June 12, 2006 12:00 am
The systematic switching of insulin injections from one site to another. For years, doctors have emphasized the need for people with diabetes to rotate their injection sites rather than injecting into the same place each time. Injecting into the same spot can cause lipohypertrophy, the buildup of fat under the skin, which can slow the absorption of insulin, or lipoatrophy, the wasting of fat under the skin, which can be unsightly. (Lipoatrophy is less likely to occur in people using only human insulin.)
The best places to inject insulin are the upper arms, the thighs, the buttocks, and the abdomen (at least two inches away from the navel). Because the rates of absorption vary considerably from one body region to another, the American Diabetes Association (ADA) currently recommends rotating injection sites within body regions rather than rotating to a different region with each injection.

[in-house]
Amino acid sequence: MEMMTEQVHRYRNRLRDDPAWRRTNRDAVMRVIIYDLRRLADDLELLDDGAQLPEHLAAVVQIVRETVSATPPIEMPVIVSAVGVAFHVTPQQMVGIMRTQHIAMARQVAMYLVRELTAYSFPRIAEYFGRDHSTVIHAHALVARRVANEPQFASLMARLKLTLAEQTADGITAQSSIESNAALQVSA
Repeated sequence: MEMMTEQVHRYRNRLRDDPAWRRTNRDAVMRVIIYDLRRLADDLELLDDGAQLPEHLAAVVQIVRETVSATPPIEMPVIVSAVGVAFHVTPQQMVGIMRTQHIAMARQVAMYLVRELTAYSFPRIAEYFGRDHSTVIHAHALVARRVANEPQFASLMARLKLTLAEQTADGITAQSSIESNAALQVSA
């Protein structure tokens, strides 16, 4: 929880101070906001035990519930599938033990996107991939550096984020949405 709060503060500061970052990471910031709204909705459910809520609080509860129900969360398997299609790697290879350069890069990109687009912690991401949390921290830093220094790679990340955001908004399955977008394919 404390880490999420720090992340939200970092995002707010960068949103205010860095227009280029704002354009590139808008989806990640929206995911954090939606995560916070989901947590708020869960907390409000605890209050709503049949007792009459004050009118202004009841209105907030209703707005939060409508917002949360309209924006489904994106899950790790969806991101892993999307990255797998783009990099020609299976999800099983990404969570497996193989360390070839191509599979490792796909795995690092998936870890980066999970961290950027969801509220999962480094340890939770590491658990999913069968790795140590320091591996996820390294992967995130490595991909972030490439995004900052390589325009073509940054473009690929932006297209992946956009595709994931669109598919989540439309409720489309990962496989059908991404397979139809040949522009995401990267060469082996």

Insulin is absorbed fastest from the abdomen, followed by the arms, the thighs, and the buttocks. (However, exercising an arm or leg after an injection can increase blood flow and speed insulin absorption from those areas.) The ADA recommends taking this variability into account when choosing injection sites. Everyone absorbs insulin somewhat differently, so the best way to find out what effect a given injection site is having is to monitor your blood glucose levels. Paying close attention to how you rotate your injection sites can help to eliminate high and low swings in blood glucose level.
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